Subject: I have found a CD that I think you would enjoy
|Emerson Lake & Palmer|
Return of the Manticore
Genres: Pop, Rock, Classic Rock
From the ashes of England's late '60s psychedelic pop scene came a group of bands that tried to expand rock's boundaries by incorporating visionary lyrics, arrangements that mimicked the scope of classical symphonies and... more »
From the ashes of England's late '60s psychedelic pop scene came a group of bands that tried to expand rock's boundaries by incorporating visionary lyrics, arrangements that mimicked the scope of classical symphonies and lengthy instrumentals that showcased the players' technical prowess. In retrospect, the limitations of such a bloated approach seem obvious. By the end of the '70s, the so-called progressive rockers were considered comical dinosaurs, and none of these bands was as reviled as ELP. Keyboardist Keith Emerson, bassist-vocalist Greg Lake and drummer Carl Palmer deserved much of the derision: They were often pompous and humorless. But the group's box set proves that ELP did create some enduring music-though certainly not enough to justify four CDs. The set takes its name from the "mythical beast" that first appeared on the cover of Tarkus, and the material is divided between "the classic recordings" and new recordings by the recently reunited group. ELP was at its best when it combined Emerson and Palmer's over-the-top playing with simple pop melodies: The synth solo erupts from Lake's modest folk ballad, "Lucky Man," and the trio's take on "The Peter Gunn Theme" is inspired. Other highlights include the creepily seductive "Still... You Turn Me On," a previously unreleased tune called "Bo Diddley" and an Emerson arrangement of Aaron Copland's "Fanfare for the Common Man." --Jim DeRogatis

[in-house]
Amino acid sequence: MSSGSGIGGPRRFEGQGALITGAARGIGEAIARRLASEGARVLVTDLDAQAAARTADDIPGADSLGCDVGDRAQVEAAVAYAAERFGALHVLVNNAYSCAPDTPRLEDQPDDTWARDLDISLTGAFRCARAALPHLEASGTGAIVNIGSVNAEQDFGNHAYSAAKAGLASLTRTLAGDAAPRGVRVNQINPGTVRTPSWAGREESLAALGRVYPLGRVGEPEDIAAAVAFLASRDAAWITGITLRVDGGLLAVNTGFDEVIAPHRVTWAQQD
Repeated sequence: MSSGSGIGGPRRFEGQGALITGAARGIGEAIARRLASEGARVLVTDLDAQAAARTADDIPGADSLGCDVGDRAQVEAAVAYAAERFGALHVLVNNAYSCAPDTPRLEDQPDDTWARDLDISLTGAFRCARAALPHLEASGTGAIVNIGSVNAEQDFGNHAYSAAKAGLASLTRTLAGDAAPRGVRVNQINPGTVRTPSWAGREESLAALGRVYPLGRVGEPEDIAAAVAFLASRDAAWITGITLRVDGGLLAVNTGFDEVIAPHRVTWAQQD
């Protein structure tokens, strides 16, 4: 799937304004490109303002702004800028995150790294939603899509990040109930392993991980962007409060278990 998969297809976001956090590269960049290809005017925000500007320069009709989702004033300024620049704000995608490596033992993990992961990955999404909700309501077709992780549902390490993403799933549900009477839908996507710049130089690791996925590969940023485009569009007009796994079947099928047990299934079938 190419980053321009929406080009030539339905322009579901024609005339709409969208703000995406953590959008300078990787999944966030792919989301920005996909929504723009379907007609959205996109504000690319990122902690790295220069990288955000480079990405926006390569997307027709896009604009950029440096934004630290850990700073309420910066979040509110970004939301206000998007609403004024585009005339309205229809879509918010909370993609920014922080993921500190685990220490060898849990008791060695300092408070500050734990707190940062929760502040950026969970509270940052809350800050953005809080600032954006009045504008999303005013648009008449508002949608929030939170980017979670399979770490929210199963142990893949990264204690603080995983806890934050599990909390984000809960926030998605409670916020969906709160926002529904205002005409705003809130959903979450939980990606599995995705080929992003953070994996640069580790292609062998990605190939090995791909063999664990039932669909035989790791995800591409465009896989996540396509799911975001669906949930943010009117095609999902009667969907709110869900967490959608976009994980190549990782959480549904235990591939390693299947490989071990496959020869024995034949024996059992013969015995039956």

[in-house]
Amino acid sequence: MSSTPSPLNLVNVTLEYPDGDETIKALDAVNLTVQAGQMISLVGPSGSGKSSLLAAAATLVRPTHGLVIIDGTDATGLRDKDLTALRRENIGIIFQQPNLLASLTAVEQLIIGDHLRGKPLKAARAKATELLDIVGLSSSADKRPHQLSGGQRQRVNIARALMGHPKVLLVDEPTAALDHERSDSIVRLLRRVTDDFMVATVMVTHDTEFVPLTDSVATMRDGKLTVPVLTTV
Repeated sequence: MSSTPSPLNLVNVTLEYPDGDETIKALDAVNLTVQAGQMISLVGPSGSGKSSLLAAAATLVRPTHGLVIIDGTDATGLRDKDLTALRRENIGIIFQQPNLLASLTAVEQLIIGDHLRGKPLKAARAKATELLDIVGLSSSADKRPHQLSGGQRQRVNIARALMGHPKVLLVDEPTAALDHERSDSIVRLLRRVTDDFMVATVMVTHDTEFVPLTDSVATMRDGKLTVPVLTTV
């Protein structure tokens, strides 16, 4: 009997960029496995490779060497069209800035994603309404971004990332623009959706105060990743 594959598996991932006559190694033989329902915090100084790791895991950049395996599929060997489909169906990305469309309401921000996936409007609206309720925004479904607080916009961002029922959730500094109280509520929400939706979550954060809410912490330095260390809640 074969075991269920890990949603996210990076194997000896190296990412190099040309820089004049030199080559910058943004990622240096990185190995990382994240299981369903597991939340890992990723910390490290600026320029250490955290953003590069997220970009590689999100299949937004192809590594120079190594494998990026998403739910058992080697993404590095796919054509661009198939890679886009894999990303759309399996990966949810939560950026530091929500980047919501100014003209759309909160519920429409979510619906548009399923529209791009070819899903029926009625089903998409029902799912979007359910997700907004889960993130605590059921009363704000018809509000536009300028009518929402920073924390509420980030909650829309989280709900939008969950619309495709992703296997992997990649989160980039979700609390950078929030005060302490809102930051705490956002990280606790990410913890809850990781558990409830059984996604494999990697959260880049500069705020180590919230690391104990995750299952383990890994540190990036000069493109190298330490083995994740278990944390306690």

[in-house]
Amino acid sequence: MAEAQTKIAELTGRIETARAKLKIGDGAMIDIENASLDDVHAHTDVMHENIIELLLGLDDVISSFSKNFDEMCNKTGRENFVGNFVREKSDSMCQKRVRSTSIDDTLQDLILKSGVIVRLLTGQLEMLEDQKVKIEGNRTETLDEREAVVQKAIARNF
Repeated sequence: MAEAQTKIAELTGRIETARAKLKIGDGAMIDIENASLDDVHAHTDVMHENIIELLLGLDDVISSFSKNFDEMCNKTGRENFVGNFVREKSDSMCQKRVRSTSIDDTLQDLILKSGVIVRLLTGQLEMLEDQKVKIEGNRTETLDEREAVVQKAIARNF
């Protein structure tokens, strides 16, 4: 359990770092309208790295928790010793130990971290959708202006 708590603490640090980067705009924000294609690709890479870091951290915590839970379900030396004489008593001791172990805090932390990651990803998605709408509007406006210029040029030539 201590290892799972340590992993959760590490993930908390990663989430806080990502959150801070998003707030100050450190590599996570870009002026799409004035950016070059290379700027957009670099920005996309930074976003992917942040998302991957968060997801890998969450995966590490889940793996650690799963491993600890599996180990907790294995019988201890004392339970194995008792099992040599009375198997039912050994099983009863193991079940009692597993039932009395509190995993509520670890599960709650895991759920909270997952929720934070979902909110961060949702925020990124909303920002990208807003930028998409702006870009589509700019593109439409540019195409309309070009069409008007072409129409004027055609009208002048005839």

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Classic ELP, but hardly anything new....
Grigory's Girl | NYC | 06/01/2006
(4 out of 5 stars)
"This is a great box set, but if you're looking for unreleased ELP tracks, you're going to be disappointed. Most of their albums are represented here, except for In the Hot Seat (which hadn't been recorded yet), the first (and best) recording of Pictures, the Emerson, Lake, and Powell album (which is a shame, as it is very good), and the "3" album (which was garbage for the most part). The new tracks are good (especially the new version of Touch and Go, which is much more dynamic than the original), but there are only 3 unreleased tracks, "Bo Diddley", a live version of "Rondo", and "Prelude and Fugue". The latter is a studio version that was part of Emerson's Piano Improvisations off the triple live album. The Rondo rendition is pretty good, but not as tight as The Nice's previous versions (though Palmer has a furious drum workout). Most of ELP's unreleased stuff went onto Works Vol. 2, which perhaps would explain the lack of unreleased tracks. If you have all the ELP albums, you can skip this. If you're a completist, pick it up. Good liner notes, too."
Excellent overview of one of the best progrockbands ever